In my latest video, I chat with globetrotting, gunslinging, contraband-smuggling libertarian scholar Tom G. Palmer on the legitimacy of self-defense; the militarisation of police; prison abolitionism; the wars on drugs, guns, and gays; the economics and ethics of bounty hunting; the French liberal demystification of the state; lawlessness vs. anarchy; the perversities of the FDA and CDC; Afghan libertarianism; hatred as a treacherous muse; how to sneak a photocopy machine into the Soviet bloc; and the height of the sky.

Why They Wrote Such Good Books

I’ve just finished up my seminar (the teaching portion, not the grading portion – oh, not remotely the grading portion!) on Nietzsche and Modern Literature, where along with various readings from Nietzsche we also read works by Thomas Mann, André Gide, D. H. Lawrence, and Ayn Rand. I created an “audiovisual companion” website for the course to illustrate the various people, places, and works of art and music that are discussed by all five authors; and I’m posting the link to it here in case my broader readership is also interested.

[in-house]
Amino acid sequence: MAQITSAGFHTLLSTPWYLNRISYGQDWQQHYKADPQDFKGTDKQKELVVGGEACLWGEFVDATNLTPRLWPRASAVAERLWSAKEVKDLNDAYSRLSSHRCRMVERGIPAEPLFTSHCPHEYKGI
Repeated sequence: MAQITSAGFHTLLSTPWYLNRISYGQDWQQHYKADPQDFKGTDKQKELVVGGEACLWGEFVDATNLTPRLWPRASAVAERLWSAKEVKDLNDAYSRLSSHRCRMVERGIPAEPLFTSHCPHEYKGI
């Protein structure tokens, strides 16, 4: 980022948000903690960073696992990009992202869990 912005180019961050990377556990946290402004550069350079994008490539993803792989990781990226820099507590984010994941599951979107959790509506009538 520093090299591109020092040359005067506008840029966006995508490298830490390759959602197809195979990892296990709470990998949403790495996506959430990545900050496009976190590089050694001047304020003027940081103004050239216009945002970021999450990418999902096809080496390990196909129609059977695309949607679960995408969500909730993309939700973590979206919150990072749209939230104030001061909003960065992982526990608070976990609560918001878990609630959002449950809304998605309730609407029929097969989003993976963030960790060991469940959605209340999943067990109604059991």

As many of my readers are likely to have a particular interest in Rand, I’ll note that the pages where I discuss Rand are Weeks 9-14. See the four “horse tamer” statues that Rand describes at the beginning of Part II of We the Living! Hear the “John Gray” song (misidentified by Michael Berliner) that pervaded the streets of Kira’s Petrograd! See the theatres that Kira attended with Andrei, and the restaurant where they ate! Hear clips from the Kálmán operetta that inspired her, and the swingtime version of Wagner’s “Evening Star” that Gail Wynand suffered through during his late-night walk through the streets of New York! See the real-life models for Leo Kovalensky, Essie Twomey, Ellsworth Toohey, Lois Cook, Lancelot Clokey, Dominique Francon, Henry Cameron, Ralston Holcombe, and Austen Heller – as well as the real-life models for the buildings of Roark and Cameron, the coffee shop where Peter says goodbye to Katie, and much much more!

And check out similar sights and sounds for the works of Mann (Weeks 1-4), Gide (Weeks 4-5), Lawrence (Weeks 5-9), and of course Nietzsche (passim).